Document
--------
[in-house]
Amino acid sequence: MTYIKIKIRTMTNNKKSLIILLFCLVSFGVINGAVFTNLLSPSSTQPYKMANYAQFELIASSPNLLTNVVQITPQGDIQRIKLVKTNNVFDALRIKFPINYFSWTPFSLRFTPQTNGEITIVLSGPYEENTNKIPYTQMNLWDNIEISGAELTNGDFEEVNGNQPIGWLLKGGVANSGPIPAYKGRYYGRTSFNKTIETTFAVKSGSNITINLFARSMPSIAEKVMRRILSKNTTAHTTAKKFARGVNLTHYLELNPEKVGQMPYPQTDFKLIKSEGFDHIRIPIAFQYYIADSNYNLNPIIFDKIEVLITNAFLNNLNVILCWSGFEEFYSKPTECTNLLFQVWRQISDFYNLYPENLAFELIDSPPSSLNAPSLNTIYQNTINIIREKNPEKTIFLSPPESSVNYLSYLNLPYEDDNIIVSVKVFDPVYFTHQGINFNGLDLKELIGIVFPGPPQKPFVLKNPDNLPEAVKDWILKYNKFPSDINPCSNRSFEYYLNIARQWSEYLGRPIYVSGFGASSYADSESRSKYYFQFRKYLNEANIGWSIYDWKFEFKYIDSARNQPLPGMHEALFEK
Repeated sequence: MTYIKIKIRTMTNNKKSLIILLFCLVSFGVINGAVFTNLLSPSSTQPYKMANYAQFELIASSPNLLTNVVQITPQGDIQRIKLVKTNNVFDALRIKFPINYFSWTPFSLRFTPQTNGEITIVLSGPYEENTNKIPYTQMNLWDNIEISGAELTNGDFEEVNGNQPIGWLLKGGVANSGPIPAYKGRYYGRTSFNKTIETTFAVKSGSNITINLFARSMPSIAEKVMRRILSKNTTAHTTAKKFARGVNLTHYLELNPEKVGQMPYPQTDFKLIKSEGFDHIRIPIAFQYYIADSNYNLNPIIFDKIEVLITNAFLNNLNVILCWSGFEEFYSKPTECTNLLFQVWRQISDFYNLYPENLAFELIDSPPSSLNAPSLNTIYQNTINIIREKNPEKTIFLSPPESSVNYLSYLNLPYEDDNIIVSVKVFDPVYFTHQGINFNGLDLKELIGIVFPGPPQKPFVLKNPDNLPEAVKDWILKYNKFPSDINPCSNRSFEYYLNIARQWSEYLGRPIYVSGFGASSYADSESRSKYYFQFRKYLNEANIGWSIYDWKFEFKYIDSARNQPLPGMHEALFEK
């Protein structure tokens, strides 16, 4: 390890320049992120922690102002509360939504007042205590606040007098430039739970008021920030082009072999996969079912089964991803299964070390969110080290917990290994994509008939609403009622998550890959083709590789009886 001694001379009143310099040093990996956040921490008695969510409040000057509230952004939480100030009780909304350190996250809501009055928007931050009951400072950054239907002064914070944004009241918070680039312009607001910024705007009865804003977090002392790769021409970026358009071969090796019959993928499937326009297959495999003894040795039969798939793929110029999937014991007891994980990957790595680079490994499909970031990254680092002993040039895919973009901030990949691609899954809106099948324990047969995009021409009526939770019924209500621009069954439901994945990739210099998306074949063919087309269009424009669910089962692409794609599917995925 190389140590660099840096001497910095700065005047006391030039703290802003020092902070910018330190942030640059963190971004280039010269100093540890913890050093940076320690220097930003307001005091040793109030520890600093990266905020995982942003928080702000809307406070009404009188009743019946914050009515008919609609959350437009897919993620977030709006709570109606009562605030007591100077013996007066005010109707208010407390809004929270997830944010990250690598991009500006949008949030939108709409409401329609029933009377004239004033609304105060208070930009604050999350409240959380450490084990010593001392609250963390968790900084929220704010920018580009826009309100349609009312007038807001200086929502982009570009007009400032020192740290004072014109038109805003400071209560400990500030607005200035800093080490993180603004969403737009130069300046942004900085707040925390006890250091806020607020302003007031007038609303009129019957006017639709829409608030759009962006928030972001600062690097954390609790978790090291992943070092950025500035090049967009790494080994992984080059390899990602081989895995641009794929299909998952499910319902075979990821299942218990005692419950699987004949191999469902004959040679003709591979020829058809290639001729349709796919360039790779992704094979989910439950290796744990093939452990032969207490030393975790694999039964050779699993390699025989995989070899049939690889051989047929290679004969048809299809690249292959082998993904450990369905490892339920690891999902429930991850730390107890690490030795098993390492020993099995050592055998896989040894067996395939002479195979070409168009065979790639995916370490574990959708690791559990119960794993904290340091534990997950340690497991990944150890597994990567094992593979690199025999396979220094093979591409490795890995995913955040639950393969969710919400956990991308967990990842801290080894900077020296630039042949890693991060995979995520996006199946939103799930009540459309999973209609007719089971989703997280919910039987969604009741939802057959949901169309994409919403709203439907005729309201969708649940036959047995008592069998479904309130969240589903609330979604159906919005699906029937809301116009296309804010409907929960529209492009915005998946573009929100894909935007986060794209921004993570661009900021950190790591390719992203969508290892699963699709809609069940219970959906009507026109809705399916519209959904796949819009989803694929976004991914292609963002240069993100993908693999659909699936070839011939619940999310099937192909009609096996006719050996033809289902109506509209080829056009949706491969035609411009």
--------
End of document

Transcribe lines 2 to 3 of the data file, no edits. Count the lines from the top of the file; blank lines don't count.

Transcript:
Amino acid sequence: MTYIKIKIRTMTNNKKSLIILLFCLVSFGVINGAVFTNLLSPSSTQPYKMANYAQFELIASSPNLLTNVVQITPQGDIQRIKLVKTNNVFDALRIKFPINYFSWTPFSLRFTPQTNGEITIVLSGPYEENTNKIPYTQMNLWDNIEISGAELTNGDFEEVNGNQPIGWLLKGGVANSGPIPAYKGRYYGRTSFNKTIETTFAVKSGSNITINLFARSMPSIAEKVMRRILSKNTTAHTTAKKFARGVNLTHYLELNPEKVGQMPYPQTDFKLIKSEGFDHIRIPIAFQYYIADSNYNLNPIIFDKIEVLITNAFLNNLNVILCWSGFEEFYSKPTECTNLLFQVWRQISDFYNLYPENLAFELIDSPPSSLNAPSLNTIYQNTINIIREKNPEKTIFLSPPESSVNYLSYLNLPYEDDNIIVSVKVFDPVYFTHQGINFNGLDLKELIGIVFPGPPQKPFVLKNPDNLPEAVKDWILKYNKFPSDINPCSNRSFEYYLNIARQWSEYLGRPIYVSGFGASSYADSESRSKYYFQFRKYLNEANIGWSIYDWKFEFKYIDSARNQPLPGMHEALFEK
Repeated sequence: MTYIKIKIRTMTNNKKSLIILLFCLVSFGVINGAVFTNLLSPSSTQPYKMANYAQFELIASSPNLLTNVVQITPQGDIQRIKLVKTNNVFDALRIKFPINYFSWTPFSLRFTPQTNGEITIVLSGPYEENTNKIPYTQMNLWDNIEISGAELTNGDFEEVNGNQPIGWLLKGGVANSGPIPAYKGRYYGRTSFNKTIETTFAVKSGSNITINLFARSMPSIAEKVMRRILSKNTTAHTTAKKFARGVNLTHYLELNPEKVGQMPYPQTDFKLIKSEGFDHIRIPIAFQYYIADSNYNLNPIIFDKIEVLITNAFLNNLNVILCWSGFEEFYSKPTECTNLLFQVWRQISDFYNLYPENLAFELIDSPPSSLNAPSLNTIYQNTINIIREKNPEKTIFLSPPESSVNYLSYLNLPYEDDNIIVSVKVFDPVYFTHQGINFNGLDLKELIGIVFPGPPQKPFVLKNPDNLPEAVKDWILKYNKFPSDINPCSNRSFEYYLNIARQWSEYLGRPIYVSGFGASSYADSESRSKYYFQFRKYLNEANIGWSIYDWKFEFKYIDSARNQPLPGMHEALFEK